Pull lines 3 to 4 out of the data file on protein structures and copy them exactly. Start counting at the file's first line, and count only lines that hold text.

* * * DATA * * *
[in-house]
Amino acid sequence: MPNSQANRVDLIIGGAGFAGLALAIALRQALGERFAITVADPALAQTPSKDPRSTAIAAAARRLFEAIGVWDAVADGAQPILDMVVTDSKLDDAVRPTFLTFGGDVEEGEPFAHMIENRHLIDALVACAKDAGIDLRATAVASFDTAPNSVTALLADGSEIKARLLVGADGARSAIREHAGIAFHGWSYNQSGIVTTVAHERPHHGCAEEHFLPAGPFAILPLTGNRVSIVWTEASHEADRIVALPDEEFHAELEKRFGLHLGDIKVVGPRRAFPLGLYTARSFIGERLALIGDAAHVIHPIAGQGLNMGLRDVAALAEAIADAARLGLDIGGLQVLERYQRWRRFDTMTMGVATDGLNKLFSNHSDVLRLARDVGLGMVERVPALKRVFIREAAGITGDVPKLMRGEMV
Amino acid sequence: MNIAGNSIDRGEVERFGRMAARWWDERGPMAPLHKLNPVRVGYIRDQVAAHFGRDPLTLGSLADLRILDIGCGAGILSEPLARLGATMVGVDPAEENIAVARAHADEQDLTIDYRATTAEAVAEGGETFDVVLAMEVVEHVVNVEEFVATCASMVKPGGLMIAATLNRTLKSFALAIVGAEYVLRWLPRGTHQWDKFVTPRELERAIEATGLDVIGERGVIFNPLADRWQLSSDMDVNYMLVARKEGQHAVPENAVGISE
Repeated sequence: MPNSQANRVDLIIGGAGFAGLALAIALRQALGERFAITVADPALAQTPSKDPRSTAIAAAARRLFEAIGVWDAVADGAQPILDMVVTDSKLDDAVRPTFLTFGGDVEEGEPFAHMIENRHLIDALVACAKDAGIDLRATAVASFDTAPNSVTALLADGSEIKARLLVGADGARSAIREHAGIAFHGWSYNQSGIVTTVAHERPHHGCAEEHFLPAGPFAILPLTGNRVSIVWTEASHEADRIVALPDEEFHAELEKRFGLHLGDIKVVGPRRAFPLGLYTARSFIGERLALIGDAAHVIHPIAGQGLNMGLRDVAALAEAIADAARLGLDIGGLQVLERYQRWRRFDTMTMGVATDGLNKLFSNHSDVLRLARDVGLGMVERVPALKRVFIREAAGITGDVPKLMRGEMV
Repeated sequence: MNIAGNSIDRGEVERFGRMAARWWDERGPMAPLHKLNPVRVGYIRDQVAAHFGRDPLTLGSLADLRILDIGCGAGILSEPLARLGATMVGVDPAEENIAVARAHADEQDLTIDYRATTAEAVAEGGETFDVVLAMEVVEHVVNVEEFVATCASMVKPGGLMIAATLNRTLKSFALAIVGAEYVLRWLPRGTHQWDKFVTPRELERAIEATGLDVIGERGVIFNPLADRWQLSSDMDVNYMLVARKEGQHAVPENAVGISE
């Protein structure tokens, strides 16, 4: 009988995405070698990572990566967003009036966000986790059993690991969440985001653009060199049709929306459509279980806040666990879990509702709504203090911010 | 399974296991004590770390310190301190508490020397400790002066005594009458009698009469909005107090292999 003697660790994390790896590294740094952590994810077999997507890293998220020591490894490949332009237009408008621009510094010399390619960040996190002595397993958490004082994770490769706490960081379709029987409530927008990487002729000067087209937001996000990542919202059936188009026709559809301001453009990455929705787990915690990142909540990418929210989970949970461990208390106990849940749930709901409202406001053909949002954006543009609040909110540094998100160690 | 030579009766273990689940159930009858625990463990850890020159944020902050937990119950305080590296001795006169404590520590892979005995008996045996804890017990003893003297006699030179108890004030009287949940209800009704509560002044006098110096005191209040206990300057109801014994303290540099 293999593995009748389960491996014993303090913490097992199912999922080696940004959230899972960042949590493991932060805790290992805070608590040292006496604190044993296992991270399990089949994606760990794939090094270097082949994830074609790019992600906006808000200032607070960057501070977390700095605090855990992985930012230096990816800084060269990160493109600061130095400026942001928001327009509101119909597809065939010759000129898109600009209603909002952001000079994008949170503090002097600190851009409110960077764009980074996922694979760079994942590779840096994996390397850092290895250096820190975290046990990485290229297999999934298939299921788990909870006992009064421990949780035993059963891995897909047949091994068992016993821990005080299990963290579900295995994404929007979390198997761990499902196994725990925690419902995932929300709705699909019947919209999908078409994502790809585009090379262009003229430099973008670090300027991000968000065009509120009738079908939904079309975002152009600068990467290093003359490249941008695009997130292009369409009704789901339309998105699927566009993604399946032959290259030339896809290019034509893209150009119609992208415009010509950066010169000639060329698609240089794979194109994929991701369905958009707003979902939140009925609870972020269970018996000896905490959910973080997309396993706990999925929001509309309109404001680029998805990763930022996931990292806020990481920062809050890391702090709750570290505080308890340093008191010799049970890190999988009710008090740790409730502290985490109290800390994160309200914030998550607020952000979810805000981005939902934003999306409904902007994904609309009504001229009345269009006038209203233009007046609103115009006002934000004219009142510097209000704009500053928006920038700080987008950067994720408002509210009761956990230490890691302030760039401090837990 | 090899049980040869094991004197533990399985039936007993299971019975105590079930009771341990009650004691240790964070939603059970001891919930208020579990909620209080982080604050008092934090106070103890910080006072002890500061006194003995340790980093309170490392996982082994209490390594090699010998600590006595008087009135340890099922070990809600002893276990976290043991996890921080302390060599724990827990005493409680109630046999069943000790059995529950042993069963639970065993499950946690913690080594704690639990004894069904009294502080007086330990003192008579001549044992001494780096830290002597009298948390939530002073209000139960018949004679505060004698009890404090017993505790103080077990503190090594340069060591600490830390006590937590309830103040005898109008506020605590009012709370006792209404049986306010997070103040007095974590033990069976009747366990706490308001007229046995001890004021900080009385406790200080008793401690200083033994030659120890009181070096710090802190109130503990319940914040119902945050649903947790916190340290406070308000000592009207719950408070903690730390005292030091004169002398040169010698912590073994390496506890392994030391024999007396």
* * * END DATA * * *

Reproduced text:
Amino acid sequence: MNIAGNSIDRGEVERFGRMAARWWDERGPMAPLHKLNPVRVGYIRDQVAAHFGRDPLTLGSLADLRILDIGCGAGILSEPLARLGATMVGVDPAEENIAVARAHADEQDLTIDYRATTAEAVAEGGETFDVVLAMEVVEHVVNVEEFVATCASMVKPGGLMIAATLNRTLKSFALAIVGAEYVLRWLPRGTHQWDKFVTPRELERAIEATGLDVIGERGVIFNPLADRWQLSSDMDVNYMLVARKEGQHAVPENAVGISE
Repeated sequence: MPNSQANRVDLIIGGAGFAGLALAIALRQALGERFAITVADPALAQTPSKDPRSTAIAAAARRLFEAIGVWDAVADGAQPILDMVVTDSKLDDAVRPTFLTFGGDVEEGEPFAHMIENRHLIDALVACAKDAGIDLRATAVASFDTAPNSVTALLADGSEIKARLLVGADGARSAIREHAGIAFHGWSYNQSGIVTTVAHERPHHGCAEEHFLPAGPFAILPLTGNRVSIVWTEASHEADRIVALPDEEFHAELEKRFGLHLGDIKVVGPRRAFPLGLYTARSFIGERLALIGDAAHVIHPIAGQGLNMGLRDVAALAEAIADAARLGLDIGGLQVLERYQRWRRFDTMTMGVATDGLNKLFSNHSDVLRLARDVGLGMVERVPALKRVFIREAAGITGDVPKLMRGEMV